In January 2020, before we knew how to spell “coronavirus,” millions of consumers were already “Amazon-Primed” for everyday life-flows and consumer behaviors. The pandemic has accelerated consumer trends already in motion early this year when the Consumer Technology Association (CTA) convened the annual CES 2020 in Las Vegas.

I covered the event here in Health Populi, as I have for most of the past decade, highlighting the growth of digital health and, this year, the expanding Internet of Healthy Things called-out by Dr. Joseph Kvedar in 2015.

What a difference a public health crisis makes, accelerating digital health beyond fitness geeks, Quantified Self adherents, and smartwatch adopters.

CTA has published a report on the Future of Consumer Behavior After COVID-19; in this post, I’ll highlight the health care implications. Beyond health, the report also addresses a landscape of sectors, including retail and eCommerce, fitness, commuting (for work), and travel, along with various lifestyle areas.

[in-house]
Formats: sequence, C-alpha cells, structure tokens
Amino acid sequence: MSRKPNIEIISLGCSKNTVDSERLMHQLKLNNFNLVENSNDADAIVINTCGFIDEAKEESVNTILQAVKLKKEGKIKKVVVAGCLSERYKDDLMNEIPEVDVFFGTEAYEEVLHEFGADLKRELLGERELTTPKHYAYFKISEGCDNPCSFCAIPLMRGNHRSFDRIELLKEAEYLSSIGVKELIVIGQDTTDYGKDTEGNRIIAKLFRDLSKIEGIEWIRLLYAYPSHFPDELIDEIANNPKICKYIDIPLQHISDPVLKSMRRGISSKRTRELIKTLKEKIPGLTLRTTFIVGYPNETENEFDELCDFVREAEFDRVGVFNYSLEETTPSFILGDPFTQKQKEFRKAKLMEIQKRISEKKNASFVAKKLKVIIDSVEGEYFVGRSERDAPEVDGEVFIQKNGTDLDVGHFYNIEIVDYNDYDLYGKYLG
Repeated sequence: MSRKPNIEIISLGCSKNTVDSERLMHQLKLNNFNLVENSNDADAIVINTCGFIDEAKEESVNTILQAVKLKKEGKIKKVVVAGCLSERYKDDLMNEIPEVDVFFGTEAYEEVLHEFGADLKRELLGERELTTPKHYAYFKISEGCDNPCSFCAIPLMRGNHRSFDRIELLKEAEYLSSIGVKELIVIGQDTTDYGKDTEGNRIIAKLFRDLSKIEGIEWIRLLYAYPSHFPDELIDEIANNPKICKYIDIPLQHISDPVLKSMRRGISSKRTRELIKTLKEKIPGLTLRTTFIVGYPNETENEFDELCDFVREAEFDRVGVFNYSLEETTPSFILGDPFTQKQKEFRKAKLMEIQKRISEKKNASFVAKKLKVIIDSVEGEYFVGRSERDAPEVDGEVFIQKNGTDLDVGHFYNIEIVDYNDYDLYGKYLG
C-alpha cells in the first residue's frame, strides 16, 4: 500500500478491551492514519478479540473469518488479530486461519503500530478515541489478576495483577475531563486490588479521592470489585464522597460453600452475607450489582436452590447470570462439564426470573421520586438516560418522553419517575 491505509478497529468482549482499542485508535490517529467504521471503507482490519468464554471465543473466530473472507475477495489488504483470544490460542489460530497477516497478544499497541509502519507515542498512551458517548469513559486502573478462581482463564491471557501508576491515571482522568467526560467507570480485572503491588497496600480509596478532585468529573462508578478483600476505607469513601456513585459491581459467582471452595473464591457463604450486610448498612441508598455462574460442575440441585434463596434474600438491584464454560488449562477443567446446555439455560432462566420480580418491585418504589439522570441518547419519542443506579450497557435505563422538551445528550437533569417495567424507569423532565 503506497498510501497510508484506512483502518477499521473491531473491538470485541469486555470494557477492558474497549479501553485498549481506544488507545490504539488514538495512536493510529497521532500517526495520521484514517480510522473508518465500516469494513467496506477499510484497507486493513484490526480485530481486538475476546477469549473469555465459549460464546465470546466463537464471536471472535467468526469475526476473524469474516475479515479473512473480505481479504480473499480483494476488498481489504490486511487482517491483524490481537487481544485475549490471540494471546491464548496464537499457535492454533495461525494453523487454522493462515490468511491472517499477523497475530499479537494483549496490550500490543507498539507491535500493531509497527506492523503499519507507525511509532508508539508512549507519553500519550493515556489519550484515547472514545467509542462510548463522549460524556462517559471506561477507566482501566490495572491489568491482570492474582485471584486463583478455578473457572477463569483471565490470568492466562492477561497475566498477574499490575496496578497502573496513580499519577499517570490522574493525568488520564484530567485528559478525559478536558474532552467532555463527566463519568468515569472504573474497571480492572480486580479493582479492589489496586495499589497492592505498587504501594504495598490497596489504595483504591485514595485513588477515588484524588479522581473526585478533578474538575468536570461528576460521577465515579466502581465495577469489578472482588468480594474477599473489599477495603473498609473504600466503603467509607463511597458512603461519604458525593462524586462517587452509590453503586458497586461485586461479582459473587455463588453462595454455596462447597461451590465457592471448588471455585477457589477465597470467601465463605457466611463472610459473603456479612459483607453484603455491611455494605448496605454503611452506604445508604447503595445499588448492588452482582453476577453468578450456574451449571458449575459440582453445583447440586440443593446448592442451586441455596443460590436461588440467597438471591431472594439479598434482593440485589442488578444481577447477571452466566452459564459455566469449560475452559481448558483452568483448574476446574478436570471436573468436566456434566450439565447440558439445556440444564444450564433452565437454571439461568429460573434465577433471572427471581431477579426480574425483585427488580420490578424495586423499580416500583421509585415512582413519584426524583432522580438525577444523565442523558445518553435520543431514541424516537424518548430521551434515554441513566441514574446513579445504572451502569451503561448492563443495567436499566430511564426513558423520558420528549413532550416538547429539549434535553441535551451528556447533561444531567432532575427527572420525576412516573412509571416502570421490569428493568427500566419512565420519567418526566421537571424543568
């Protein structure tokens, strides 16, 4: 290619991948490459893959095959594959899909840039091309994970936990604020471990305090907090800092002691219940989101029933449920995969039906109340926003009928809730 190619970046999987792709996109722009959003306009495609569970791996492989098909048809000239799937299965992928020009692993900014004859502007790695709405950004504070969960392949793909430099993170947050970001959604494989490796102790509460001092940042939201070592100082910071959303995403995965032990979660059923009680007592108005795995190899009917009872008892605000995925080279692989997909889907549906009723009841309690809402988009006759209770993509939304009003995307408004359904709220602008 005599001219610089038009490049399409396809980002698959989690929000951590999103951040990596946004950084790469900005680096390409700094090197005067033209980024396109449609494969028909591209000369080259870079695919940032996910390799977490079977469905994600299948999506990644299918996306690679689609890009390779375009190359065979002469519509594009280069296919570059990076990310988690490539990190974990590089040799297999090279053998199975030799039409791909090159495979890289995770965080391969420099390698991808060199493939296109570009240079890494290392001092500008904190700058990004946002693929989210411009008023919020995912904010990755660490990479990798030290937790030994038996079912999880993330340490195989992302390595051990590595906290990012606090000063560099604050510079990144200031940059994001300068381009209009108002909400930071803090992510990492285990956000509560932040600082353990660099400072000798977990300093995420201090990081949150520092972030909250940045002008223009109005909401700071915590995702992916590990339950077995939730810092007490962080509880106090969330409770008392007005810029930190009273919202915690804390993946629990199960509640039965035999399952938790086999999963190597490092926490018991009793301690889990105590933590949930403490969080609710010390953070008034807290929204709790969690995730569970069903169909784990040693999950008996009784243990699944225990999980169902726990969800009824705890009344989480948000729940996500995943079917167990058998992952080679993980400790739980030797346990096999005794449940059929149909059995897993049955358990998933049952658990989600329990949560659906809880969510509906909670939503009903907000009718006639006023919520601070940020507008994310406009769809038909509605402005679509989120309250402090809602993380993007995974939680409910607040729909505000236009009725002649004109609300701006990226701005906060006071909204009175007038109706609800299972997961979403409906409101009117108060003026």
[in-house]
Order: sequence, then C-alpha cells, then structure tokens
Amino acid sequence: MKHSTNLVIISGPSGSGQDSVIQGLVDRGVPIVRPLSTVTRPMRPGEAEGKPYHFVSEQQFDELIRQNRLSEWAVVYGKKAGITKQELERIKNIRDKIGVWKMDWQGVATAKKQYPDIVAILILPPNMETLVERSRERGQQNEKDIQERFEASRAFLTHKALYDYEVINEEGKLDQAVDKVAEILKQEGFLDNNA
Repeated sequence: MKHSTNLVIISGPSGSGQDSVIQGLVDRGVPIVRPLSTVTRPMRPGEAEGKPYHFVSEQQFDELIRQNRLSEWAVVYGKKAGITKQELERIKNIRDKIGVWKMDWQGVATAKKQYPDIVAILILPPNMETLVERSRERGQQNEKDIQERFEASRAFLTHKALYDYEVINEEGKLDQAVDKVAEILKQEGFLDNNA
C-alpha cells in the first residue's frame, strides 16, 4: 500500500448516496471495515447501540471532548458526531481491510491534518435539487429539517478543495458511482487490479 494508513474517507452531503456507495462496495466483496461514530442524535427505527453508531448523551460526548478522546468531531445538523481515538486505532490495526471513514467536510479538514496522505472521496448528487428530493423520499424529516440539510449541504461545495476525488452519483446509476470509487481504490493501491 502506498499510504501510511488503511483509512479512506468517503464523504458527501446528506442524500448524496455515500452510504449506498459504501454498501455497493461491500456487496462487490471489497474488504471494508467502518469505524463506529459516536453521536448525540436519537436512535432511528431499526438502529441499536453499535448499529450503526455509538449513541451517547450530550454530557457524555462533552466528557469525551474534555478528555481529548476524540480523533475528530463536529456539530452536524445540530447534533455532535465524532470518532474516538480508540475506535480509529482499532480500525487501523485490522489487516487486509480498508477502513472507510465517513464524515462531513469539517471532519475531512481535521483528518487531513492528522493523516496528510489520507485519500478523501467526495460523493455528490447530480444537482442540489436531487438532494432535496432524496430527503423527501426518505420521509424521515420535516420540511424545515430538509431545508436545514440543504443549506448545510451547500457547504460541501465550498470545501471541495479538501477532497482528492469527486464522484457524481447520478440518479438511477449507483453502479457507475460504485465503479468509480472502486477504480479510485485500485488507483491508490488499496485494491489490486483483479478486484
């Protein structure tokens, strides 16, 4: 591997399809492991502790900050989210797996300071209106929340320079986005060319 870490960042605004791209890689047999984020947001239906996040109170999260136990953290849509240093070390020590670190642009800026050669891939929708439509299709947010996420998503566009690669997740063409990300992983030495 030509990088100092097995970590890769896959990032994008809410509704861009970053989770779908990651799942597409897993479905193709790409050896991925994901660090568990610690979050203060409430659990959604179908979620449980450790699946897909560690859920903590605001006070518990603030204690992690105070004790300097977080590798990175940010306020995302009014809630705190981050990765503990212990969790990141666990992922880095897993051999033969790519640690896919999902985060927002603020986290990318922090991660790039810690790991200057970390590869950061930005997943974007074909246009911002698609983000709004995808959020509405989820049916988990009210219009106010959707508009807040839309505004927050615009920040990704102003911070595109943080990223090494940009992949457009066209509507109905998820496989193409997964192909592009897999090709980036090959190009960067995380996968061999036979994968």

CTA conducted a survey among 2,000 U.S. adults ages 18 and over in the second half of July 2020. The study assessed peoples’ attitudes and behaviors during the COVID-19 crisis, asked what a “new normal” might look like, measured consumer impacts across industry segments, and expectations on consumers future plans to “re-engage” in various daily activities.

FYI, I am sharing these data with permission from CTA, grateful to be able to do so.

The first chart lays out 3 timelines for consumers’ experience with health and fitness activities: those used before the COVID-19 pandemic, those currently using, and those people plan to use after the pandemic.

The first line is the most dramatic shift, illustrating the use of telehealth or remote medical services used pre-pandemic by 10% of consumers. During the pandemic, this peaked to 33%.

After the pandemic, consumers rank telehealth use equal to their use of online health services like WebMD, which increased in use only a few percentage points in the pandemic.

Use of health and fitness apps ranked third, with telehealth for mental health services ranking fourth in growing use in the pandemic